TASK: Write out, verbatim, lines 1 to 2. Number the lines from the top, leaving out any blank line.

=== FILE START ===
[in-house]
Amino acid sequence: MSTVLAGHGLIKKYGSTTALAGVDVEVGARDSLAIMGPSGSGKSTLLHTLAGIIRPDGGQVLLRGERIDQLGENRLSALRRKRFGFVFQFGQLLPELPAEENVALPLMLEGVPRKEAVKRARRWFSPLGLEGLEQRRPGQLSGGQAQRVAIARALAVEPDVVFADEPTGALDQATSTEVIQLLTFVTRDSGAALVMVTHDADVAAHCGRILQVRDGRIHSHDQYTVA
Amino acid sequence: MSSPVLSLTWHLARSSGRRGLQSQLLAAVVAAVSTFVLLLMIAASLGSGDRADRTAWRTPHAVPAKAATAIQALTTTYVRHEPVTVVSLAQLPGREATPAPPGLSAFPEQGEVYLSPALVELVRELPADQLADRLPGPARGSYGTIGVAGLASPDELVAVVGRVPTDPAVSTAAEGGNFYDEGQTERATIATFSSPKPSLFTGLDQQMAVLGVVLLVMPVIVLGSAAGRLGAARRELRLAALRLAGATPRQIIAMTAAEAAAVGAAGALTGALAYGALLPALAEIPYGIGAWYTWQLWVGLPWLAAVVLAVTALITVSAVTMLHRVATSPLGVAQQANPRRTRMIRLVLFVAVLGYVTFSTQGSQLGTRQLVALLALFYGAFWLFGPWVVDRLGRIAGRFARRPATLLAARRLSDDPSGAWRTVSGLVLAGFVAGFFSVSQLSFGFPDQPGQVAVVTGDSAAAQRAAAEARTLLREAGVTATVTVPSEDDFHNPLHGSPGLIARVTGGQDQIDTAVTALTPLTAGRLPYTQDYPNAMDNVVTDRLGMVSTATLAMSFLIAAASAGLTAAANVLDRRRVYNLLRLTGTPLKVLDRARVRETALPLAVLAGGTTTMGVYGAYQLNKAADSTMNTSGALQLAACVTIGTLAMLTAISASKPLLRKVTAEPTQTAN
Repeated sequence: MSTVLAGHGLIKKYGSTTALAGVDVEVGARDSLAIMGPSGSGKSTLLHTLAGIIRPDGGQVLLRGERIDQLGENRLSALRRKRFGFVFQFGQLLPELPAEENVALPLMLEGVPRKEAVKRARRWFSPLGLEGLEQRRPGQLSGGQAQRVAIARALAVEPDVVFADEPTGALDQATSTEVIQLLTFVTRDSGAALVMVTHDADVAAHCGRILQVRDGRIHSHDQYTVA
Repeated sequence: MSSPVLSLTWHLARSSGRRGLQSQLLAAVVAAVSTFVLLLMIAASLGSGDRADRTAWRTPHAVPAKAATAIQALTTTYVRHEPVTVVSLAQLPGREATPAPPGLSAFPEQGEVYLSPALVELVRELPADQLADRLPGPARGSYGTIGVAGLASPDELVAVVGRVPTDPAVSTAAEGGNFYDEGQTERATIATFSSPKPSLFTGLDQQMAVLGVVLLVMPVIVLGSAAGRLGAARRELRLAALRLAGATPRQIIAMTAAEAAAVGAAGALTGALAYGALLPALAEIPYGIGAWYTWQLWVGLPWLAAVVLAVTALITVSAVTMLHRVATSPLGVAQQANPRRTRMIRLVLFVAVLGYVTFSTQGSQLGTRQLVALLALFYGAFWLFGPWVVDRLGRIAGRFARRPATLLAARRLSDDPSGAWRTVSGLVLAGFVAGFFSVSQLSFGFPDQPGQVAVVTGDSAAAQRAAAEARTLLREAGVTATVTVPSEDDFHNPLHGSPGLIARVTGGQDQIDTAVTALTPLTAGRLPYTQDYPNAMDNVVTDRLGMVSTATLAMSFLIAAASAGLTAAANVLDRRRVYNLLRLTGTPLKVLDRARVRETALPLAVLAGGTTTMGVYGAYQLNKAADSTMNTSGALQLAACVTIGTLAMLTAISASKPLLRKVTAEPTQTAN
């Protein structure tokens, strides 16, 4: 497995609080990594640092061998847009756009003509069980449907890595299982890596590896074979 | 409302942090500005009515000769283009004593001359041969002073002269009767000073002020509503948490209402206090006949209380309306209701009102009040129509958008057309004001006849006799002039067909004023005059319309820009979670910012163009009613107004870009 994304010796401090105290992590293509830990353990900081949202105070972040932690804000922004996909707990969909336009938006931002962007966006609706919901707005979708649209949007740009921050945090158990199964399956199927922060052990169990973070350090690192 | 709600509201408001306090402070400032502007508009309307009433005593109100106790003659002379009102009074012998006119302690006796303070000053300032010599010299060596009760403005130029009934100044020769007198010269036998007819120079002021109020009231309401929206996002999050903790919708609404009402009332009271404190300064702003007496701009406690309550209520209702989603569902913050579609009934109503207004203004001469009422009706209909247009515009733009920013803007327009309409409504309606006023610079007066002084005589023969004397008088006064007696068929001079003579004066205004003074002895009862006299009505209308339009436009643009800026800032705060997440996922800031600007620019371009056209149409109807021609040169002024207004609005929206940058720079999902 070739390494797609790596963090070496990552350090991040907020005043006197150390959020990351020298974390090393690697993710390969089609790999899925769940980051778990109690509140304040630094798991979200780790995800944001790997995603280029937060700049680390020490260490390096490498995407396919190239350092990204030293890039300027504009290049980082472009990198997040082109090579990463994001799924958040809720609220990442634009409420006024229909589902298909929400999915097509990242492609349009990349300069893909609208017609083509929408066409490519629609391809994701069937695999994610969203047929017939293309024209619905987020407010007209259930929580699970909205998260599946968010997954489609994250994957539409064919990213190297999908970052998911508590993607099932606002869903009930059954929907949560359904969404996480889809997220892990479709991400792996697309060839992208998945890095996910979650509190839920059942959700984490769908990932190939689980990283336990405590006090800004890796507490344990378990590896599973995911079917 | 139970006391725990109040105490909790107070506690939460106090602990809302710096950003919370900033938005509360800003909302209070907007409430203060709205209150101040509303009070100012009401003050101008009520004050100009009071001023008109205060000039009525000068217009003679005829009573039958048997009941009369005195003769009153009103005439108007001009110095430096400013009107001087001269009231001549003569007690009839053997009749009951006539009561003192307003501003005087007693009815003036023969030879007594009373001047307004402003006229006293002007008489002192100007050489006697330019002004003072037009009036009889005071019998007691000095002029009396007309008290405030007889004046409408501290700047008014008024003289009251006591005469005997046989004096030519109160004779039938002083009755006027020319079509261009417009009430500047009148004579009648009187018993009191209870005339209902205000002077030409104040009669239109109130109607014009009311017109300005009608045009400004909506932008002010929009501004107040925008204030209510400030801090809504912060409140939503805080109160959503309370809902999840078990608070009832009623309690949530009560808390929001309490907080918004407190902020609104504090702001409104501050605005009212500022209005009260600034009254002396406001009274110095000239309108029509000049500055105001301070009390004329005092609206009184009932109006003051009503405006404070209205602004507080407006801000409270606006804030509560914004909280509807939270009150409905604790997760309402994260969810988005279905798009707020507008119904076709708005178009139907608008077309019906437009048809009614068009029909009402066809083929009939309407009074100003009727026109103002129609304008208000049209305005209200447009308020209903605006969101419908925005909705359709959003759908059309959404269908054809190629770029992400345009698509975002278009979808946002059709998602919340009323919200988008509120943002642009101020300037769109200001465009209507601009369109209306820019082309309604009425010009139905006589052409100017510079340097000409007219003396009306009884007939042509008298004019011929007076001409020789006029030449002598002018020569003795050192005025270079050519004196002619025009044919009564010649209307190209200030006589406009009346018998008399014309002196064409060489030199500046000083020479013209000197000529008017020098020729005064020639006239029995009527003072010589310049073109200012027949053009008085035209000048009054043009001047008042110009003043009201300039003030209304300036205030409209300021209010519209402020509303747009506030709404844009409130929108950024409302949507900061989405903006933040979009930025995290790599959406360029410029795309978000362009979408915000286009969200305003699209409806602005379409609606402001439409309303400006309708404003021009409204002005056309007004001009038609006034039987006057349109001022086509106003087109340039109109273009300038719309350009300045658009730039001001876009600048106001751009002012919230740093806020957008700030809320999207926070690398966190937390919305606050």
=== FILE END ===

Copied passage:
[in-house]
Amino acid sequence: MSTVLAGHGLIKKYGSTTALAGVDVEVGARDSLAIMGPSGSGKSTLLHTLAGIIRPDGGQVLLRGERIDQLGENRLSALRRKRFGFVFQFGQLLPELPAEENVALPLMLEGVPRKEAVKRARRWFSPLGLEGLEQRRPGQLSGGQAQRVAIARALAVEPDVVFADEPTGALDQATSTEVIQLLTFVTRDSGAALVMVTHDADVAAHCGRILQVRDGRIHSHDQYTVA